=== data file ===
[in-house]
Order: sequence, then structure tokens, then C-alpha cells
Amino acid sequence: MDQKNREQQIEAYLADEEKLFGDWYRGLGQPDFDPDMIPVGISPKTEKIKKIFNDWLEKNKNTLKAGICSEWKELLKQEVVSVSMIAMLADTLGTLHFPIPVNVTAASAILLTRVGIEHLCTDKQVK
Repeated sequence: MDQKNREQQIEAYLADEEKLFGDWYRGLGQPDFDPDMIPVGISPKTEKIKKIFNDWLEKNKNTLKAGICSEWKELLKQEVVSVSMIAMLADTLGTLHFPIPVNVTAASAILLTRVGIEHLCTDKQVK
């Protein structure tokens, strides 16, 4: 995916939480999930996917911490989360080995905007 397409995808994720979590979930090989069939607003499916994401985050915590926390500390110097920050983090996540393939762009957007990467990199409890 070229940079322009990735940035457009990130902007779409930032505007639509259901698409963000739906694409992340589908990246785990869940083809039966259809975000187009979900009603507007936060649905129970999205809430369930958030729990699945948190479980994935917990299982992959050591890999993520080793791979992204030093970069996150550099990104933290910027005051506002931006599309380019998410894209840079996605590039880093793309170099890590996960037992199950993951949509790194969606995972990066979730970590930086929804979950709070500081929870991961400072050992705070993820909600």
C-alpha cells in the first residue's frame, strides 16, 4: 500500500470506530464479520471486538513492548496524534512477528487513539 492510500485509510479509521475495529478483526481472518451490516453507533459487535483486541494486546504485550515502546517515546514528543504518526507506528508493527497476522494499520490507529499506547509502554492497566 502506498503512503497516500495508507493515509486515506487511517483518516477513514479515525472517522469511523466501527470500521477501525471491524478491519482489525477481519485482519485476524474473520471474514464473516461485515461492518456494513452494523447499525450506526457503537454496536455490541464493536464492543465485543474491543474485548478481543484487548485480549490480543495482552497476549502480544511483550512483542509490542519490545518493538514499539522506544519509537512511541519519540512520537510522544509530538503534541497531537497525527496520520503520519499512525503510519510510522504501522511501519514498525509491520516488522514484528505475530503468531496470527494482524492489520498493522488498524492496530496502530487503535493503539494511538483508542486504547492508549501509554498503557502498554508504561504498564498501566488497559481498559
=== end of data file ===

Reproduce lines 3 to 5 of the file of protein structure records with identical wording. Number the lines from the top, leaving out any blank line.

Amino acid sequence: MDQKNREQQIEAYLADEEKLFGDWYRGLGQPDFDPDMIPVGISPKTEKIKKIFNDWLEKNKNTLKAGICSEWKELLKQEVVSVSMIAMLADTLGTLHFPIPVNVTAASAILLTRVGIEHLCTDKQVK
Repeated sequence: MDQKNREQQIEAYLADEEKLFGDWYRGLGQPDFDPDMIPVGISPKTEKIKKIFNDWLEKNKNTLKAGICSEWKELLKQEVVSVSMIAMLADTLGTLHFPIPVNVTAASAILLTRVGIEHLCTDKQVK
């Protein structure tokens, strides 16, 4: 995916939480999930996917911490989360080995905007 397409995808994720979590979930090989069939607003499916994401985050915590926390500390110097920050983090996540393939762009957007990467990199409890 070229940079322009990735940035457009990130902007779409930032505007639509259901698409963000739906694409992340589908990246785990869940083809039966259809975000187009979900009603507007936060649905129970999205809430369930958030729990699945948190479980994935917990299982992959050591890999993520080793791979992204030093970069996150550099990104933290910027005051506002931006599309380019998410894209840079996605590039880093793309170099890590996960037992199950993951949509790194969606995972990066979730970590930086929804979950709070500081929870991961400072050992705070993820909600």